All Ages By Month | Lesson Plans | Supporting Articles | Community Projects | Archive | About Us/Contact

 

 

 

Review of The Last Island,
By Alex Cahill
from The New Radio

Stick with me dear readers, this is going somewhere. Trust me.

Okay, so I have in front of me this comic / Graphic Novel, The Last Island by Alex Cahill (published by The New Radio ). The Last Island is a story that explores how our pollution and litter is causing us to lose touch with nature and……umm,

The Last Island is a story that explores how Western Civilization is encroaching more and more on the bit of unmolested natural landscape that we have left…..umm,

The Last Island is a story about how we loose our youthful outlook on life when we rely too much on the convenience of technology, and…….ummm,

The Last Island is a story. And a good one. It is a beautifully drawn Black and White book with an interesting cover and a grand total of thirty four words. It is a “silent book” (that is Alex Cahill's term that I am going to use like I made it up from now on – no, really) = no words, sort of. The aforementioned thirty four words don't come up until the last two pages, but don't skip to the end to find out what they are. They kind of explain what has been going on in the rest of the book; again, sort of.

Here's what is going on: There is a boy, and he is on an island all by himself. All he has is a pair of shorts, four trees and sand, and he appears to be as happy as a clam at high tide. Then, a steering wheel lands on his tiny island, the boy almost loses the island, another boy shows up – with technology, more stuff lands on the island, the boys fight a lot, bad stuff happens, etc.

This is a book that is open to many interpretations, which is why I highly recommend that it finds its way into some high school classrooms. This is a book that will put those students that always struggle with the reading assignments on a level playing field with every other student. Visual learners would feel very comfortable with this book. I think the book discussion would be very lively and eye opening. For the same reasons I think it would be a useful thing for a parent to pass on to a struggling reader that is also a strong visual learner.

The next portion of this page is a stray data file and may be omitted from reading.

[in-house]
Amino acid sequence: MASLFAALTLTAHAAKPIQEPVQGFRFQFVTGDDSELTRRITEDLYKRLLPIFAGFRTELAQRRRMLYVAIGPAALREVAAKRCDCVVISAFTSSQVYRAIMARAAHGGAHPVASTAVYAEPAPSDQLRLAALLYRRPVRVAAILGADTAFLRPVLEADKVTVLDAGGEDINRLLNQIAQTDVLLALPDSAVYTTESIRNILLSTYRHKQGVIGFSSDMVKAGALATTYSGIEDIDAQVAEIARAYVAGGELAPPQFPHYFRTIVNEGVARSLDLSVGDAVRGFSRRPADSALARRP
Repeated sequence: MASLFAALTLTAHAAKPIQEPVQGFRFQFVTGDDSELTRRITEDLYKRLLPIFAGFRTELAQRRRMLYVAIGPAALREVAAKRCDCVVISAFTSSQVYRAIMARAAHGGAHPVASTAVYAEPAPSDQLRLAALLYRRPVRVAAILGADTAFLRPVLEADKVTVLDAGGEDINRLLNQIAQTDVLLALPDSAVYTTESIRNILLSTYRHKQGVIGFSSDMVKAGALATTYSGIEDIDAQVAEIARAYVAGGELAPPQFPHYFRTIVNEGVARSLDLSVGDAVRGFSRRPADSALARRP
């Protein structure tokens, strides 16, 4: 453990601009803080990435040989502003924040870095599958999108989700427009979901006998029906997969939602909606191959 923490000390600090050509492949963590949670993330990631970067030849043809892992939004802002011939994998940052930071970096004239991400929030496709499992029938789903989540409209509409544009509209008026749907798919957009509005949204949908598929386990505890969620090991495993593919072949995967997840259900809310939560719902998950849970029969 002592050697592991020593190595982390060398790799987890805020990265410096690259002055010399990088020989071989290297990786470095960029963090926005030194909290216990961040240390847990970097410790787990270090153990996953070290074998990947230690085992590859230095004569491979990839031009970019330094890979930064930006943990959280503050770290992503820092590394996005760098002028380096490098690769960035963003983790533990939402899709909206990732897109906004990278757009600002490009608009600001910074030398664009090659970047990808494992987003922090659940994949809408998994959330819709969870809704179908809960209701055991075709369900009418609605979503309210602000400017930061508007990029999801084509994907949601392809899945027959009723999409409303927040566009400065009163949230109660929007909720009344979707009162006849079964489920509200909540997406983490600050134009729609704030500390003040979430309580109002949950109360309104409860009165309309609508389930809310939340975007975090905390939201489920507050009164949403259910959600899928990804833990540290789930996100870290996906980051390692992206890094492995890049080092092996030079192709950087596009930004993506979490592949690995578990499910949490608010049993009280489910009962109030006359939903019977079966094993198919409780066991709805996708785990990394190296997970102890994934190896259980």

Six dollars for an unusual book that makes you think. Pretty good deal if you ask me. Any other clever things I could say would give away important information – so read it yourself – that's it for me.

Read the preview HERE

Price - $6.00
Available from newradiocomics.com/artwork/index.html



 

 

 

 

The recommended web-resources included on this site have been scrutinized for their grade and age appropriateness; however, contents on links on the Internet change continuously. It is advisable that teachers and parents preview all links before recommending them to children.
 

The prior copyright notice was in error. The correct copyright notification is Comics in the Classroom, (C) Scott Tingley 2007 All rights reserved.

Comics in the Classroom and the Comics in the Classroom logo are trademarks TM of Scott Tingley 2007